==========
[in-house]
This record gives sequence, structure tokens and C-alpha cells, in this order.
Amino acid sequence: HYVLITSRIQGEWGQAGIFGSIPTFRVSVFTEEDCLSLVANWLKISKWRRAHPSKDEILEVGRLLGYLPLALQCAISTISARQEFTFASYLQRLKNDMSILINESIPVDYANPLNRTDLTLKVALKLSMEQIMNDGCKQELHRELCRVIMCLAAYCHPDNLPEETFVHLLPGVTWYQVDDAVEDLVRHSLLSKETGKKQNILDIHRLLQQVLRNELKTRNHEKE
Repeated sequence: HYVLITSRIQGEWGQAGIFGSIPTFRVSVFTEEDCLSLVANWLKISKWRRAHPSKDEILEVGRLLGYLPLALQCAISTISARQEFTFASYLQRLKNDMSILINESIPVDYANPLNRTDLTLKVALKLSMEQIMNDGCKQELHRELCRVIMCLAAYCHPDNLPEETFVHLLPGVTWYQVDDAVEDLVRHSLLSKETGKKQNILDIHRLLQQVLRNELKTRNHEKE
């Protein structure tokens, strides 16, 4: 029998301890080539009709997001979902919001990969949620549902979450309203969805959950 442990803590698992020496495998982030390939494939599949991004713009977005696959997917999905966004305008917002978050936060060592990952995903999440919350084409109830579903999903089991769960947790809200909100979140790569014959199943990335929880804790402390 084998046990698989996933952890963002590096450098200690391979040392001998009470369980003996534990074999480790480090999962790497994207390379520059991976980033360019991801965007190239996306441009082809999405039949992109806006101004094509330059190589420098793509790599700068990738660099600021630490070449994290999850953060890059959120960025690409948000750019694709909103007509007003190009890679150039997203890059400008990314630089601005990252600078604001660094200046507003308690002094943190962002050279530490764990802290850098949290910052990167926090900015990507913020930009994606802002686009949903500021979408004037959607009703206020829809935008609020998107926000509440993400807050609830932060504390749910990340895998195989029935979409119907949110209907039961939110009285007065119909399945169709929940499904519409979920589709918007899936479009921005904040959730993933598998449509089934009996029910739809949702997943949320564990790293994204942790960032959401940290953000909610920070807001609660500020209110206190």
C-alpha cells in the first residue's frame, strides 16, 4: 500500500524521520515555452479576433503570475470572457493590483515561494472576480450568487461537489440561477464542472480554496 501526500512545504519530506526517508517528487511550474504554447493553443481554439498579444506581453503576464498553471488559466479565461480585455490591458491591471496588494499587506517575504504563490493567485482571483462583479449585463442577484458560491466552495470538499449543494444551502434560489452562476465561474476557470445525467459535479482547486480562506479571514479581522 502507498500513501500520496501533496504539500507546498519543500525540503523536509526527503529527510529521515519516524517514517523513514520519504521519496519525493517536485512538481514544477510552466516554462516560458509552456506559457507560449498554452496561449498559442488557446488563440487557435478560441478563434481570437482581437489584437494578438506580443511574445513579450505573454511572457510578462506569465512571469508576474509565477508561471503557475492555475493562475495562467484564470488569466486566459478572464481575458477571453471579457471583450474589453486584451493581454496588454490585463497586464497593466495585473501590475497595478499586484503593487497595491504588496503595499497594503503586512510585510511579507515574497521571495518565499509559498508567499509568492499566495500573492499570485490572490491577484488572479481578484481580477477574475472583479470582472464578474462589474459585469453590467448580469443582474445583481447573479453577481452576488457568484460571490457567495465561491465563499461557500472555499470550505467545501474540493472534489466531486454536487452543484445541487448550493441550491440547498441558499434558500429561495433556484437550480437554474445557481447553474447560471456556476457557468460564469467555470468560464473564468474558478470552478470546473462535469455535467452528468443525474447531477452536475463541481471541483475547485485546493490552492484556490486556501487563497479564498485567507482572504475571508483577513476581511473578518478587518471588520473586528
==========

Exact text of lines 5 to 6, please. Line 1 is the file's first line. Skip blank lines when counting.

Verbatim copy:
């Protein structure tokens, strides 16, 4: 029998301890080539009709997001979902919001990969949620549902979450309203969805959950 442990803590698992020496495998982030390939494939599949991004713009977005696959997917999905966004305008917002978050936060060592990952995903999440919350084409109830579903999903089991769960947790809200909100979140790569014959199943990335929880804790402390 084998046990698989996933952890963002590096450098200690391979040392001998009470369980003996534990074999480790480090999962790497994207390379520059991976980033360019991801965007190239996306441009082809999405039949992109806006101004094509330059190589420098793509790599700068990738660099600021630490070449994290999850953060890059959120960025690409948000750019694709909103007509007003190009890679150039997203890059400008990314630089601005990252600078604001660094200046507003308690002094943190962002050279530490764990802290850098949290910052990167926090900015990507913020930009994606802002686009949903500021979408004037959607009703206020829809935008609020998107926000509440993400807050609830932060504390749910990340895998195989029935979409119907949110209907039961939110009285007065119909399945169709929940499904519409979920589709918007899936479009921005904040959730993933598998449509089934009996029910739809949702997943949320564990790293994204942790960032959401940290953000909610920070807001609660500020209110206190």
C-alpha cells in the first residue's frame, strides 16, 4: 500500500524521520515555452479576433503570475470572457493590483515561494472576480450568487461537489440561477464542472480554496 501526500512545504519530506526517508517528487511550474504554447493553443481554439498579444506581453503576464498553471488559466479565461480585455490591458491591471496588494499587506517575504504563490493567485482571483462583479449585463442577484458560491466552495470538499449543494444551502434560489452562476465561474476557470445525467459535479482547486480562506479571514479581522 502507498500513501500520496501533496504539500507546498519543500525540503523536509526527503529527510529521515519516524517514517523513514520519504521519496519525493517536485512538481514544477510552466516554462516560458509552456506559457507560449498554452496561449498559442488557446488563440487557435478560441478563434481570437482581437489584437494578438506580443511574445513579450505573454511572457510578462506569465512571469508576474509565477508561471503557475492555475493562475495562467484564470488569466486566459478572464481575458477571453471579457471583450474589453486584451493581454496588454490585463497586464497593466495585473501590475497595478499586484503593487497595491504588496503595499497594503503586512510585510511579507515574497521571495518565499509559498508567499509568492499566495500573492499570485490572490491577484488572479481578484481580477477574475472583479470582472464578474462589474459585469453590467448580469443582474445583481447573479453577481452576488457568484460571490457567495465561491465563499461557500472555499470550505467545501474540493472534489466531486454536487452543484445541487448550493441550491440547498441558499434558500429561495433556484437550480437554474445557481447553474447560471456556476457557468460564469467555470468560464473564468474558478470552478470546473462535469455535467452528468443525474447531477452536475463541481471541483475547485485546493490552492484556490486556501487563497479564498485567507482572504475571508483577513476581511473578518478587518471588520473586528